Jessica Fein: Let's talk about those kids. So his kids survived, and there are, how many kids were there at the hotel from the kibbutz?

Lisa Fliegel: You know, I don't know the exact number. I'm not good at stuff like that. I just zoom in. 

Jessica Fein: So zooming into the experience of the kids there, what is the day to day? What is it like for them now?

Lisa Fliegel: So that's the magic and the mystery of these Hashomer Hatzair people, because on October 9th, they said, we've got to roll out and get there. And by October 10th, they had deployed to 10 hotels where there were evacuees.

And they just immediately did their youth movement thing, youth activities, youth frameworks, helping set up the nursery. When I got there on October 21st, above the divers club, there's these classrooms. One was a kibbutz kindergarten and the other one was an exact replica of a kibbutz [00:30:00] nursery. The school aged kids had a daily schedule.

And they had managed to get 15, 20 staffs between the ages of 19 and 42, who were the counselors for these kids, the nature preserve center, which has a mini auditorium, you know, they would watch a movie, they would take the kids snorkeling and they did their youth movement activities with them every day, every day started at like, Eight o'clock in the morning at the hotel with breakfast, nine o'clock, taking the kids to their activities, lunch, afternoon activities, meanings, planning, training sessions.

One of the coordinators was having a difficult time when I got there and they asked me to talk to her. And my first question was, what time do you go to sleep at night? And she said, well, I should be asleep by 12:30. And I said, and what [00:31:00] time do you usually get to bed? And she said about two in the morning.

And I said, okay, so we're going to get you to sleep by 12:30. I developed a new therapeutic modality, which I call DJ trauma, because there was never enough time. You never finished even the story of the man that I talked to that day. You never finished. And so I would think of a song that represented this theme of our conversation.

So for this coordinator, who's just a rock star, you know, completely devoted, brilliant, intuitive. Every night I would send her a message at 11:30. You're going to sleep in an hour and here's your lullaby. And then other staff members saying, I want to get a song too. How come I don't get a song? It became a thing.

The man that I told the story about, he had tattoos up and down his [00:32:00] arms. And he said, these are tribal tattoos. And the only thing that has meaning to me now is tribes. And I don't even know what the meaning of these symbols are, but I know that's what important to me. And so on my last day there, I sent him a song from Sweet Honey in the Rock.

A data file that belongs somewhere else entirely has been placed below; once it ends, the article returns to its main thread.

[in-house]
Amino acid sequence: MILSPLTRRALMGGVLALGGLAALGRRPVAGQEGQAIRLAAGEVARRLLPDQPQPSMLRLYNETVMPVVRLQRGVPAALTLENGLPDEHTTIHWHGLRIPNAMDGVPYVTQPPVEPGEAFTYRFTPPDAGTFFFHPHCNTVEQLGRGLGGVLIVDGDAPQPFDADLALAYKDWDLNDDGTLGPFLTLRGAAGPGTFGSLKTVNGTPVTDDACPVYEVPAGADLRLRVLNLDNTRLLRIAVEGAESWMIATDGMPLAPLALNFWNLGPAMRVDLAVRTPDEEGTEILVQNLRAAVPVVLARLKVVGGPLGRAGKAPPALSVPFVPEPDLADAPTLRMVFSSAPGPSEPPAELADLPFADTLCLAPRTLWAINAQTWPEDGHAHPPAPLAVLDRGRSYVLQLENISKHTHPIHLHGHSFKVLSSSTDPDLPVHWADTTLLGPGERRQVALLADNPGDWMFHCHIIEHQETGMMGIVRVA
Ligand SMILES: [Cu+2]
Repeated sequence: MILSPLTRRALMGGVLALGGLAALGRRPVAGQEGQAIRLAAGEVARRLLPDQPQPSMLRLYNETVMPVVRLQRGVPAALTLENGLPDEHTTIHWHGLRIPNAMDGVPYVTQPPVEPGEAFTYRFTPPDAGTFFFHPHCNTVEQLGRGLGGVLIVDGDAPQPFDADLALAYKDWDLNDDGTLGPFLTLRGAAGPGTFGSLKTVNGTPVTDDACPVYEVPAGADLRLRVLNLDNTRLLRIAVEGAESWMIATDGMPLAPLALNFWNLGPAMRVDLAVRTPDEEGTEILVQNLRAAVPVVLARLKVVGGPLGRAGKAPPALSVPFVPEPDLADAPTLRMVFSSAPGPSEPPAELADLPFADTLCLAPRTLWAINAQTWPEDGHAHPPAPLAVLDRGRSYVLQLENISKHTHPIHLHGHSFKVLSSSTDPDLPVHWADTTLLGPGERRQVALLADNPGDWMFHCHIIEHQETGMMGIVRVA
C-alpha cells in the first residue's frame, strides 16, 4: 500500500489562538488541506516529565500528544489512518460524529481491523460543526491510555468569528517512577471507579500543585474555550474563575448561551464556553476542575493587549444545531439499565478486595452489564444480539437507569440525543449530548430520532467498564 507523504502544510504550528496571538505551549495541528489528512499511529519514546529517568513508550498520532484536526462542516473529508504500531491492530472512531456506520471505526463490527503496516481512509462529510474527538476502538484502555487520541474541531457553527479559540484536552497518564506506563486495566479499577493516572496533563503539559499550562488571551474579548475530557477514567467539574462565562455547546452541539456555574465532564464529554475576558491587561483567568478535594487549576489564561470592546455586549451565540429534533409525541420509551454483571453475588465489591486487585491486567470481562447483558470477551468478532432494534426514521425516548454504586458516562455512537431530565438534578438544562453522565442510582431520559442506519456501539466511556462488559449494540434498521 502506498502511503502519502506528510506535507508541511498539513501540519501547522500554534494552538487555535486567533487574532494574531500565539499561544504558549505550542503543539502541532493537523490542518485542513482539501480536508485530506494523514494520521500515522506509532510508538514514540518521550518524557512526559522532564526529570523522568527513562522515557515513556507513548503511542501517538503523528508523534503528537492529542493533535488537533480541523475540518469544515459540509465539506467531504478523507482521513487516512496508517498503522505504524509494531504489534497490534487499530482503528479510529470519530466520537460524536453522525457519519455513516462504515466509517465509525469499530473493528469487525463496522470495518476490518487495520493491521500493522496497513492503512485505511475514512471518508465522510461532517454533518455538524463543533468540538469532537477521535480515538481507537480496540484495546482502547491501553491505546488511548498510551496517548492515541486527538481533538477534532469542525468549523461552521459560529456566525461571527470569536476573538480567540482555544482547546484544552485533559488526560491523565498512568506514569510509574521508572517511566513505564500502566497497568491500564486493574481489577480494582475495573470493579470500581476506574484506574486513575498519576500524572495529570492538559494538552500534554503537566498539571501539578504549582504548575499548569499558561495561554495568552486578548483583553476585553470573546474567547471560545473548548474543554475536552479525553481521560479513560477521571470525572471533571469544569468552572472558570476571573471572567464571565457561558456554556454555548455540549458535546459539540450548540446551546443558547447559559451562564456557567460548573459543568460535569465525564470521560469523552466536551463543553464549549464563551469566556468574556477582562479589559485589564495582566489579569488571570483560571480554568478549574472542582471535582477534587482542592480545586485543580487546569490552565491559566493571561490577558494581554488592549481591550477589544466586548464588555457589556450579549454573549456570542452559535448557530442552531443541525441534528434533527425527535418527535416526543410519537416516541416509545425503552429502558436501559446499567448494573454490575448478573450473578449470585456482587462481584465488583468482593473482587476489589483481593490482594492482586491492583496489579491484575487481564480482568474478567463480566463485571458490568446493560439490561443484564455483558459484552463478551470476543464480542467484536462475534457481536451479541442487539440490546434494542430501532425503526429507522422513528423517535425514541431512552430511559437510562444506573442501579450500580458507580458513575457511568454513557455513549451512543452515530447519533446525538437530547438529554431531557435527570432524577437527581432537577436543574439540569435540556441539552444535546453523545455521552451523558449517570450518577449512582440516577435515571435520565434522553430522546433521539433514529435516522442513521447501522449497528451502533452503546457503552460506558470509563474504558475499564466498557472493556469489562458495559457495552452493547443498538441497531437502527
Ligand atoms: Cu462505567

It's all about belonging to your tribe. And he just beamed with happiness. I didn't have 20 sessions with him. I didn't sit with him in an office. I didn't write anything down. I didn't have a progress note. I didn't bill an insurance company. Nobody in the world knows I did it. You know, I didn't get paid nothing, you know, there was no framework, but there was that theme that his anchor of resilience.

Was the notion of the tribe and his tattoos on his arm were a constant that he had his tattoos were still there after October 7th and my [00:33:00] ability to remember that and reflect back to him with a Sweet Honey in the Rock song that's a celebration of tribe just meant the world to him. I don't think I ever said to anybody, I'm a therapist, but I had, they called it my observation post in the lobby, and in Hebrew the word is tatspit, and I'd sit in my tatspit, which was like a cane chair with a cushion, and when things happened, I'd respond to them.

When people needed me, they'd find their way to me. But the family I worked with the most had a four and a half year old daughter that was having a very difficult time, and I'm not going to tell that whole story now, but what I will say is that the mother's brother had been murdered on Kibbutz Kitzufim, and the father's brother, sister in law, and nieces were hostages.

And the grandmother was also there, and she [00:34:00] was one of the leaders and organizers of the hostage activists movement. And last week, the aunt and the three year old twins were released. I was watching it and these two twin three year olds with these beautiful faces and they look like their cousin. It's just crazy.